• September 23, 2002
    ...749, 498 P.2d 997; In re Ramirez (2001) 94 Cal.App.4th 549, 102 Cal.App.4th 302 569, 114 Cal. Rptr.2d 381; In re Rosenkrantz (2000) 80 Cal.App.4th 409, 426, fn. 18, 95 Cal.Rptr.2d 279; In re Seabock (1983) 140 Cal.App.3d 29, 37, 189 Cal.Rptr. 310.) Morrall suggests that, since he was convic......
  • In re Rosenkrantz, No. S104701.
    • United States
    • United States State Supreme Court (California)
    • December 16, 2002
    ...events and proceedings, relying in part upon the history set forth in the Court of Appeal's decision in In re Rosenkrantz (2000) 80 Cal.App.4th 409, 413-423, 95 Cal.Rptr.2d 279 (Rosenkrantz II) as well as the Court of Appeal's opinion in the present 1 At petitioner's first parole hearing in......
  • Milot v. Haws, Case No. CV 08-3814-SGL (RNB).
    • United States
    • United States District Courts. 9th Circuit. United States District Courts. 9th Circuit. Central District of California
    • June 8, 2009
    ...under 23 years of age. See People v. B., 24 Cal.3d 212, 216-17, 155 Cal.Rptr. 189, 594 P.2d 14 (1979). 3. See, e.g., In re Rosenkrantz, 80 Cal.App.4th 409, 414 n. 1, 95 Cal.Rptr.2d 279 (2000) (explaining that the BPT's regulations for setting parole dates are found in title 15 of the Cal.Co......
  • Request a trial to view additional results
19 cases
  • In re Rosenkrantz, No. B151016.
    • United States
    • California Court of Appeals
    • January 18, 2002
    ...judgment. {People v. Rosenkrantz (1988) 198 Cal.App.3d 1187 , 244 Cal.Rptr. 403 [Rosenkrantz I]); see also In re Rosenkrantz (2000) 80 Cal. App.4th 409, 95 Cal.Rptr.2d 279 [Rosenkrantz II]; Davis v. Superior Court (Rosenkrantz) (Feb. 22, 2001, No. B146421 [nonpub. opn.] [Rosenkrantz II......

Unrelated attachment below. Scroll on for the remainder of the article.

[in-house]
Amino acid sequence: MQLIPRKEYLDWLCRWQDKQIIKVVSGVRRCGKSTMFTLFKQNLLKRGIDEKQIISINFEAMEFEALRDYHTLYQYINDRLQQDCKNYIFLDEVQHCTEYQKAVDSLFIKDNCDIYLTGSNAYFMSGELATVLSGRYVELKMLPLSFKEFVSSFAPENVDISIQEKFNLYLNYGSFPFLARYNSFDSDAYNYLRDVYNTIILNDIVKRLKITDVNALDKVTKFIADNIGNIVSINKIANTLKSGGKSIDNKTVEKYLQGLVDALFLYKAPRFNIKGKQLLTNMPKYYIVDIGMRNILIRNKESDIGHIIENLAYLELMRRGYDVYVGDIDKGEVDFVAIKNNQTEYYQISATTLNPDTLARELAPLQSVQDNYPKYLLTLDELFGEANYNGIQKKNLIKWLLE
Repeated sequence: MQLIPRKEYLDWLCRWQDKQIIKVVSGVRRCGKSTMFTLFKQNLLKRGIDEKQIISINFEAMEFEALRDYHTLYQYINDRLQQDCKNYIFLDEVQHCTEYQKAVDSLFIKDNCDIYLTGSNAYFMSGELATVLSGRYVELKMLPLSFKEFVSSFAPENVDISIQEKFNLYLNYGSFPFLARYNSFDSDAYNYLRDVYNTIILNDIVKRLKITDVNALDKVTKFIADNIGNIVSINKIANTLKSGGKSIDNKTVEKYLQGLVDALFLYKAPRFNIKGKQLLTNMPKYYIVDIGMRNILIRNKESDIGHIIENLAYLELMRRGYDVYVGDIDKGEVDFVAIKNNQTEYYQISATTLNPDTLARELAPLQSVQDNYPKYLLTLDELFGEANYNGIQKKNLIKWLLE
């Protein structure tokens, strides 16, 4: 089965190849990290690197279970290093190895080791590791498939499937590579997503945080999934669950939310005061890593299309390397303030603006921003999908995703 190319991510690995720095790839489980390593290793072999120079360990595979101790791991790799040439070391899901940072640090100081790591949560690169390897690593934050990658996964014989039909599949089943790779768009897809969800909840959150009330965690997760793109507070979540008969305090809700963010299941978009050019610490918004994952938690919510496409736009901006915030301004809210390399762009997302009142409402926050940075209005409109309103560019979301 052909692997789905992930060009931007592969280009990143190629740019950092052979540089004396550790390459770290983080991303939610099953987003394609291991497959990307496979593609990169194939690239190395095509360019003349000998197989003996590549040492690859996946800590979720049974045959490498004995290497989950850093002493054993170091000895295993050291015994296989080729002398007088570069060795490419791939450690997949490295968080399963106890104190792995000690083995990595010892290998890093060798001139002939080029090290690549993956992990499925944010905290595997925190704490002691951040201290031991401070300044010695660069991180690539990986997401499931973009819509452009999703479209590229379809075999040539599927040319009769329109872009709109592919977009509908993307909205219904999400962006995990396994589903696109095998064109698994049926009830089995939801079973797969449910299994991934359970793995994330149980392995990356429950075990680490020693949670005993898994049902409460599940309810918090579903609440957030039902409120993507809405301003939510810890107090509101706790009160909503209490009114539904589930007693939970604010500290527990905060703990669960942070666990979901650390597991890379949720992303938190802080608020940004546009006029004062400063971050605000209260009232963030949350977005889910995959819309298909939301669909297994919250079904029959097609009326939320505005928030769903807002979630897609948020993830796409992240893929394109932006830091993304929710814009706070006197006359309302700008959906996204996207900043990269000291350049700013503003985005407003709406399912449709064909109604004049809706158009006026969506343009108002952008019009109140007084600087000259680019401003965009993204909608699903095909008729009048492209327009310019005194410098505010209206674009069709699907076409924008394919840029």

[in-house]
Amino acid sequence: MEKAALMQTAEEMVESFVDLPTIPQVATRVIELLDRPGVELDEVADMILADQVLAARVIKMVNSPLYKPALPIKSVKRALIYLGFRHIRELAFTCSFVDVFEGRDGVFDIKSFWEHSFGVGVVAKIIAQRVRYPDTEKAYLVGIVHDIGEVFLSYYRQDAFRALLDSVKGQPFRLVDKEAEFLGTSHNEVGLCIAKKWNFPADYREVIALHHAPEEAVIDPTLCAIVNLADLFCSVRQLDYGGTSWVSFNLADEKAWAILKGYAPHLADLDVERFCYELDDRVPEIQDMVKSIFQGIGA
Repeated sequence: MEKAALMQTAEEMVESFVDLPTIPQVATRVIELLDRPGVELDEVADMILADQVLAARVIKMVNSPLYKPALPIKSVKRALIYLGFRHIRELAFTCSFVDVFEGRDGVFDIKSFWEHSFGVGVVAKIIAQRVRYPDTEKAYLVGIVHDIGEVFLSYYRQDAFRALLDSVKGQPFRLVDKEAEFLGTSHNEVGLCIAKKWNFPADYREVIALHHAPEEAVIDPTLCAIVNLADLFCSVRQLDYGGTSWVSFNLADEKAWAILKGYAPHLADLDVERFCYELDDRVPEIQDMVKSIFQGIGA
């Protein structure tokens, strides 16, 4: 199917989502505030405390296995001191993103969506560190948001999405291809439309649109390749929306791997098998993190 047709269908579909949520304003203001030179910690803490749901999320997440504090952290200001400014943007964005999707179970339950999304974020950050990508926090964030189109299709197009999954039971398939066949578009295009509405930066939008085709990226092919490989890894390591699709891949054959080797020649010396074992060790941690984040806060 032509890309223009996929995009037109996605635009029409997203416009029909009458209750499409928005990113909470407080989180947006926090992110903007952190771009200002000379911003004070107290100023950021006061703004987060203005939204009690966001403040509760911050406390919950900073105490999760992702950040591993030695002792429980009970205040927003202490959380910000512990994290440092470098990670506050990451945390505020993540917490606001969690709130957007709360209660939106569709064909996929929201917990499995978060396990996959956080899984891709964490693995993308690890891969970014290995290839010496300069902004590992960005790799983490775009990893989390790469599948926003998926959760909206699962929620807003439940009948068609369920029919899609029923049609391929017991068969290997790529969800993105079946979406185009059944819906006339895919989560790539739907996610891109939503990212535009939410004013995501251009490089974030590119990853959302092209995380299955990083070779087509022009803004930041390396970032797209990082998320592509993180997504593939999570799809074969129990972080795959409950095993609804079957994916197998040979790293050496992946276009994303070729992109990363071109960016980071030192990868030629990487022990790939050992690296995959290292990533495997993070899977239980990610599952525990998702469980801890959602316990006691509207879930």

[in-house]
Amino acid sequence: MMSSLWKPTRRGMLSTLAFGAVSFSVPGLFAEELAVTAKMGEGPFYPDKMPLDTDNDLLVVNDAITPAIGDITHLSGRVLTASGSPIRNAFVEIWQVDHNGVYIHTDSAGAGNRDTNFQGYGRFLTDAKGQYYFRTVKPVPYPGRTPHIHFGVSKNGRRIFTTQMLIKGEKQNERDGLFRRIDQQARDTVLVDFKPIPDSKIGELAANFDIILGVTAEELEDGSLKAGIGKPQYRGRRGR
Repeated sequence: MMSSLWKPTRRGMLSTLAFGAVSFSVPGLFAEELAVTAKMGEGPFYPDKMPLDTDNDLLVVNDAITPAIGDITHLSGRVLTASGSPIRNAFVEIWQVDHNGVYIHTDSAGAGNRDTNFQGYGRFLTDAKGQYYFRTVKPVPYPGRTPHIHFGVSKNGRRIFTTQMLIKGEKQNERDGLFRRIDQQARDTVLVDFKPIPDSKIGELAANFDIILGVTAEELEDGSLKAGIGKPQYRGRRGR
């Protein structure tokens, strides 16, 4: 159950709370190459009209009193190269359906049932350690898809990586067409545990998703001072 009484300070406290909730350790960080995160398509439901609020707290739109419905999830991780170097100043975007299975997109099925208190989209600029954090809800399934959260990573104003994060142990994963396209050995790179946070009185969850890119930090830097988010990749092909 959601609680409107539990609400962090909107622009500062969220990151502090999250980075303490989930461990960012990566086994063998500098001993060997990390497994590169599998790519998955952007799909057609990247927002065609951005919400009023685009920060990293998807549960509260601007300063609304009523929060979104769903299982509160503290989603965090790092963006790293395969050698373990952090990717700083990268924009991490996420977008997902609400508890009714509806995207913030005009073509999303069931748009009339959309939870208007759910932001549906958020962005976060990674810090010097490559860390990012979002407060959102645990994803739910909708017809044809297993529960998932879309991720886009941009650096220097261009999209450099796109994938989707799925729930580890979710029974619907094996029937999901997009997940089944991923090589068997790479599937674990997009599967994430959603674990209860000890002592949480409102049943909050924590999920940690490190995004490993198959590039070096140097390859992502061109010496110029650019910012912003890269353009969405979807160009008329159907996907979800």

• In re Morrall, No. C040322.
    • United States
    • California Court of Appeals
    • September 23, 2002
    ...749, 498 P.2d 997; In re Ramirez (2001) 94 Cal.App.4th 549, 102 Cal.App.4th 302 569, 114 Cal. Rptr.2d 381; In re Rosenkrantz (2000) 80 Cal.App.4th 409, 426, fn. 18, 95 Cal.Rptr.2d 279; In re Seabock (1983) 140 Cal.App.3d 29, 37, 189 Cal.Rptr. 310.) Morrall suggests that, since he was convic......
  • In re Rosenkrantz, No. S104701.
    • United States
    • United States State Supreme Court (California)
    • December 16, 2002
    ...events and proceedings, relying in part upon the history set forth in the Court of Appeal's decision in In re Rosenkrantz (2000) 80 Cal.App.4th 409, 413-423, 95 Cal.Rptr.2d 279 (Rosenkrantz II) as well as the Court of Appeal's opinion in the present 1 At petitioner's first parole hearing in......
  • Milot v. Haws, Case No. CV 08-3814-SGL (RNB).
    • United States
    • United States District Courts. 9th Circuit. United States District Courts. 9th Circuit. Central District of California
    • June 8, 2009
    ...under 23 years of age. See People v. B., 24 Cal.3d 212, 216-17, 155 Cal.Rptr. 189, 594 P.2d 14 (1979). 3. See, e.g., In re Rosenkrantz, 80 Cal.App.4th 409, 414 n. 1, 95 Cal.Rptr.2d 279 (2000) (explaining that the BPT's regulations for setting parole dates are found in title 15 of the Cal.Co......
  • Request a trial to view additional results